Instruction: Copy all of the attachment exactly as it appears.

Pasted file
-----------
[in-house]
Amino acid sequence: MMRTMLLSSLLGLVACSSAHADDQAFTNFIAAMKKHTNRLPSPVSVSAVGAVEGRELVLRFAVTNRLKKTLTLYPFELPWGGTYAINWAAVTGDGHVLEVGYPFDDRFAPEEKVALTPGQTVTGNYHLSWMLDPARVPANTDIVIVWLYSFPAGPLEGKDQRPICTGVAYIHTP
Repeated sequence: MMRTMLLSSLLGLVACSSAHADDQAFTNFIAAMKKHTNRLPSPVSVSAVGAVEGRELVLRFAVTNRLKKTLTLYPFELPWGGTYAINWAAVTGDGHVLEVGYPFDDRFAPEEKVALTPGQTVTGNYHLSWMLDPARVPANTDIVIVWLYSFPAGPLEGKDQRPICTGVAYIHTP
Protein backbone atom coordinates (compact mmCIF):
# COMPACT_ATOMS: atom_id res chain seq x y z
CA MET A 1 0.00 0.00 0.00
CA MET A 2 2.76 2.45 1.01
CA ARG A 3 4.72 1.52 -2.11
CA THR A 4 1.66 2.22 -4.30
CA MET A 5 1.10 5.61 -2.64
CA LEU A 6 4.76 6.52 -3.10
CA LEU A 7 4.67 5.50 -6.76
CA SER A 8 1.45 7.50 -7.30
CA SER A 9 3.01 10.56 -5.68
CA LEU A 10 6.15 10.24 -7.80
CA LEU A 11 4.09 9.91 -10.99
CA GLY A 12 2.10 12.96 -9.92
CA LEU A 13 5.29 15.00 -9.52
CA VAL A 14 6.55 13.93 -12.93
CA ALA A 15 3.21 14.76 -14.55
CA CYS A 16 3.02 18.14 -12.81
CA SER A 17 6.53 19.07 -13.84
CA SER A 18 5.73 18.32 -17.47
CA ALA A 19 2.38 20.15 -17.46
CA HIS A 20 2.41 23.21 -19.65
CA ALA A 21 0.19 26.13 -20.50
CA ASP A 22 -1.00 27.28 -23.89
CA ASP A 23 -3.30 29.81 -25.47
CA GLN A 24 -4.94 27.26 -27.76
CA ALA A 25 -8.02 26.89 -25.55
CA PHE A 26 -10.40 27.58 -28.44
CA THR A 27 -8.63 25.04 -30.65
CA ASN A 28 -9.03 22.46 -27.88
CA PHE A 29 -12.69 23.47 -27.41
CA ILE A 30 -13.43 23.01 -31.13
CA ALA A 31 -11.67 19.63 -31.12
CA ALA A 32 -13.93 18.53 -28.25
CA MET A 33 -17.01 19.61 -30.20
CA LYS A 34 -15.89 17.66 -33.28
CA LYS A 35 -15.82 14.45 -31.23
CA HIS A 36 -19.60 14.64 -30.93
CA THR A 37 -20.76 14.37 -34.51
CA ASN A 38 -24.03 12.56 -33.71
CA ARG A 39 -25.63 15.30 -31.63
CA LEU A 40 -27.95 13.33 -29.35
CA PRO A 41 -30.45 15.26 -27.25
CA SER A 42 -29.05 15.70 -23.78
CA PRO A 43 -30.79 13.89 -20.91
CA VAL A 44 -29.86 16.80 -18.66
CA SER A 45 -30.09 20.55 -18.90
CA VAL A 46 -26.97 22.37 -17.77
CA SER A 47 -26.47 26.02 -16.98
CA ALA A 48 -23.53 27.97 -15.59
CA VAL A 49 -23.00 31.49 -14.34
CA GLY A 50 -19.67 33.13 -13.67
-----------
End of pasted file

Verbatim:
[in-house]
Amino acid sequence: MMRTMLLSSLLGLVACSSAHADDQAFTNFIAAMKKHTNRLPSPVSVSAVGAVEGRELVLRFAVTNRLKKTLTLYPFELPWGGTYAINWAAVTGDGHVLEVGYPFDDRFAPEEKVALTPGQTVTGNYHLSWMLDPARVPANTDIVIVWLYSFPAGPLEGKDQRPICTGVAYIHTP
Repeated sequence: MMRTMLLSSLLGLVACSSAHADDQAFTNFIAAMKKHTNRLPSPVSVSAVGAVEGRELVLRFAVTNRLKKTLTLYPFELPWGGTYAINWAAVTGDGHVLEVGYPFDDRFAPEEKVALTPGQTVTGNYHLSWMLDPARVPANTDIVIVWLYSFPAGPLEGKDQRPICTGVAYIHTP
Protein backbone atom coordinates (compact mmCIF):
# COMPACT_ATOMS: atom_id res chain seq x y z
CA MET A 1 0.00 0.00 0.00
CA MET A 2 2.76 2.45 1.01
CA ARG A 3 4.72 1.52 -2.11
CA THR A 4 1.66 2.22 -4.30
CA MET A 5 1.10 5.61 -2.64
CA LEU A 6 4.76 6.52 -3.10
CA LEU A 7 4.67 5.50 -6.76
CA SER A 8 1.45 7.50 -7.30
CA SER A 9 3.01 10.56 -5.68
CA LEU A 10 6.15 10.24 -7.80
CA LEU A 11 4.09 9.91 -10.99
CA GLY A 12 2.10 12.96 -9.92
CA LEU A 13 5.29 15.00 -9.52
CA VAL A 14 6.55 13.93 -12.93
CA ALA A 15 3.21 14.76 -14.55
CA CYS A 16 3.02 18.14 -12.81
CA SER A 17 6.53 19.07 -13.84
CA SER A 18 5.73 18.32 -17.47
CA ALA A 19 2.38 20.15 -17.46
CA HIS A 20 2.41 23.21 -19.65
CA ALA A 21 0.19 26.13 -20.50
CA ASP A 22 -1.00 27.28 -23.89
CA ASP A 23 -3.30 29.81 -25.47
CA GLN A 24 -4.94 27.26 -27.76
CA ALA A 25 -8.02 26.89 -25.55
CA PHE A 26 -10.40 27.58 -28.44
CA THR A 27 -8.63 25.04 -30.65
CA ASN A 28 -9.03 22.46 -27.88
CA PHE A 29 -12.69 23.47 -27.41
CA ILE A 30 -13.43 23.01 -31.13
CA ALA A 31 -11.67 19.63 -31.12
CA ALA A 32 -13.93 18.53 -28.25
CA MET A 33 -17.01 19.61 -30.20
CA LYS A 34 -15.89 17.66 -33.28
CA LYS A 35 -15.82 14.45 -31.23
CA HIS A 36 -19.60 14.64 -30.93
CA THR A 37 -20.76 14.37 -34.51
CA ASN A 38 -24.03 12.56 -33.71
CA ARG A 39 -25.63 15.30 -31.63
CA LEU A 40 -27.95 13.33 -29.35
CA PRO A 41 -30.45 15.26 -27.25
CA SER A 42 -29.05 15.70 -23.78
CA PRO A 43 -30.79 13.89 -20.91
CA VAL A 44 -29.86 16.80 -18.66
CA SER A 45 -30.09 20.55 -18.90
CA VAL A 46 -26.97 22.37 -17.77
CA SER A 47 -26.47 26.02 -16.98
CA ALA A 48 -23.53 27.97 -15.59
CA VAL A 49 -23.00 31.49 -14.34
CA GLY A 50 -19.67 33.13 -13.67